Filming started in August 25, 2009 and ended three months later in Gyeonggi Province and Gangwon Province.[7] Lee was initially worried that Yoon's long experience might have bound her to an outdated acting style, but was very pleased with her attitude, saying, "She performed her scenes with a willingness to discuss and this is something that's difficult to find even in younger actors."[4]

Release[edit]

On May 13, 2010, N.E.W. released Poetry in 194 South Korean theaters with a gross revenue corresponding to around US$258,000 during the first weekend.[8] As of August 1, 2010, Box Office Mojo reported a total revenue of US$1,301,057 in the film's domestic market.[9] The film sold 220,693 tickets nationwide in South Korea.[10]

The international premiere took place at the 2010 Cannes Film Festival, where Poetry was screened on May 19 as part of the main competition.[11]

The Korean DVD was released on October 23, 2010 and includes English subtitles.[12] The film was distributed theatrically in the United States by Kino International.[13]

Critical response[edit]

As of September 18, 2012, the film has a 100% approval rating from critics with 59 reviews on film review aggregation site Rotten Tomatoes, with a weighted average of 8.6 out of 10.[14] At Metacritic, based on 19 critical reviews, the film had a score of 89 out of 100, categorizing it as having received "universal acclaim."[15] "Given the abundant potential for missteps into sappiness with this sort of premise," Justin Chang wrote in Variety, "what's notable here is the lack of sentimentality in Lee's approach. At no point does Poetry devolve into a terminal-illness melodrama or a tale of intergenerational bonding." Chang continued by noting how Lee's background as a novelist sometimes shows through, and that "[t]here are longueurs here... that could be trimmed, though overall this absorbing film feels considerably shorter than its 139 minutes."[16] It was included in CNN's list of top ten best movies of 2011,[17] and Chicago Tribune film critic Michael Phillips named Poetry his favorite film of 2011.[18][19]

Accolades[edit]

Lee won the Best Screenplay Award at the Cannes Film Festival.[20] At the Grand Bell Awards, Poetry won the prizes for Best Picture, Best Screenplay, Best Actress and Best Supporting Actor.[21] The film received the Korean Association of Film Critics Awards for Best Picture and Best Screenplay.[22] The jury of the Blue Dragon Film Awards decided to exclude Poetry from the selection, since Lee had announced that he would boycott the ceremony. Still, they nominated Yoon for Best Actress as they thought the director's decision should not affect the cast.[23] The award was eventually shared by Yoon and Soo Ae, for her performance in Midnight FM.[24] At the 2010 Asia Pacific Screen Awards, Lee received the award for Best Achievement in Directing and Yoon for Best Performance by an Actress; the film was also nominated in the categories Best Feature Film and Best Screenplay.[25][26] It was also nominated for the Grand Prix of the Belgian Syndicate of Cinema Critics.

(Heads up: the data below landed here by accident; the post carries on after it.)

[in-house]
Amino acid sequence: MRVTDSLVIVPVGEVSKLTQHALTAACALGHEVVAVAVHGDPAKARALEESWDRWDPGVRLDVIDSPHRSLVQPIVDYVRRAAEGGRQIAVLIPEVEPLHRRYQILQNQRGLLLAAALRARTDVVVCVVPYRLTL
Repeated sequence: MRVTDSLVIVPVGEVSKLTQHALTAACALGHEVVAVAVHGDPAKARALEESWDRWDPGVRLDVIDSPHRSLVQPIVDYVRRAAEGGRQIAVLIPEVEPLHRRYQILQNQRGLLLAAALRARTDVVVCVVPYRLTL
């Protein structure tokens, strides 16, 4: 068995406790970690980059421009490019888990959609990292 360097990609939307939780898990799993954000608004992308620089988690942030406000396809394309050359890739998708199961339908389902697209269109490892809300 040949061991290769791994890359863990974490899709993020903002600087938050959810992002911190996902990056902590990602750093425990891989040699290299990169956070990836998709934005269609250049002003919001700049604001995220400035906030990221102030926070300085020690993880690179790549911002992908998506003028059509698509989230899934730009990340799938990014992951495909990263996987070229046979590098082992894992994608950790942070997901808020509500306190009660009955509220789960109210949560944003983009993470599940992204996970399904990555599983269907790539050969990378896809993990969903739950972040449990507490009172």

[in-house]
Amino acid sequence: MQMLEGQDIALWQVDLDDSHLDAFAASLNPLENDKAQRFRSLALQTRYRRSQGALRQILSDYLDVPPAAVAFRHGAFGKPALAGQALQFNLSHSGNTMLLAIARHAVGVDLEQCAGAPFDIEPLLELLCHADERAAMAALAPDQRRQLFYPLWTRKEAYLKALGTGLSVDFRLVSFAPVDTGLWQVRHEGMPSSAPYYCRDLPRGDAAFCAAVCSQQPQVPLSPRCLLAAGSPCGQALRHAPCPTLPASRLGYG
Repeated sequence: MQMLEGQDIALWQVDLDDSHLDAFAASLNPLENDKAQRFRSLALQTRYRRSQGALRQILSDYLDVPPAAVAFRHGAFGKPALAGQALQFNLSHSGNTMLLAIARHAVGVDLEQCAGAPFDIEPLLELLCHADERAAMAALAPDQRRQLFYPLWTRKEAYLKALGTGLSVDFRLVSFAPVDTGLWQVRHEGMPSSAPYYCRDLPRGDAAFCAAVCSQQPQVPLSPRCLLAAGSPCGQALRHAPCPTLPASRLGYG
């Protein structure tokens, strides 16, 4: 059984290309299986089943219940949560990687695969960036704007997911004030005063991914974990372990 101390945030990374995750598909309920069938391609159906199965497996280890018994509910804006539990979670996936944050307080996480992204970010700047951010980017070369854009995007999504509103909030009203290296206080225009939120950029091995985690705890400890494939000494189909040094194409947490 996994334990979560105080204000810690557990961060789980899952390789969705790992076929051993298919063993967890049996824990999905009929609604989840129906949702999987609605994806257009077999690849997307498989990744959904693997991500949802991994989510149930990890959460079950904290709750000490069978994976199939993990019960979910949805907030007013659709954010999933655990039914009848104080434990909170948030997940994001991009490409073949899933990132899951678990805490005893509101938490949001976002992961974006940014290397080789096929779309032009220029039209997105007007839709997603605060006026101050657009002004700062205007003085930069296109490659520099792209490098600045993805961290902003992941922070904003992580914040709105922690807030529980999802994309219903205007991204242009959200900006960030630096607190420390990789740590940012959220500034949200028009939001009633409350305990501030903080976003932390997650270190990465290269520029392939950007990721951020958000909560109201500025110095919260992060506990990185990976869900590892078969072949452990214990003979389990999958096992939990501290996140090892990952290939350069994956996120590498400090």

In 2011, Poetry was nominated as Best Film at the 5th Asian Film Awards, where Lee won Best Director and Best Screenplay.[27] It also received the Le Regard d'Or ("Golden Gaze") Grand Prix and FIPRESCI Award at the Fribourg International Film Festival.[28][29] After France honored Yoon as an Officier dans l'ordre des Arts et Lettres ("Officer of the Order of Arts and Letters),[30][31] she was named Best Actress at the Cinemanila International Film Festival.[32] Yoon also won the Los Angeles Film Critics Association Award for Best Actress for her performance, marking the second time in as many years that a Korean actress won the award after Kim Hye-ja won for Mother in 2010.[33][34][35]

References[edit]

  1. ^ "Poetry (2011)". Box Office Mojo. Retrieved 2012-02-27. 
  2. ^ Kang, Myoung-seok (20 April 2010). "Lee Chang-dong hopes Poetry will instill dreams". 10Asia. Retrieved 2013-01-20.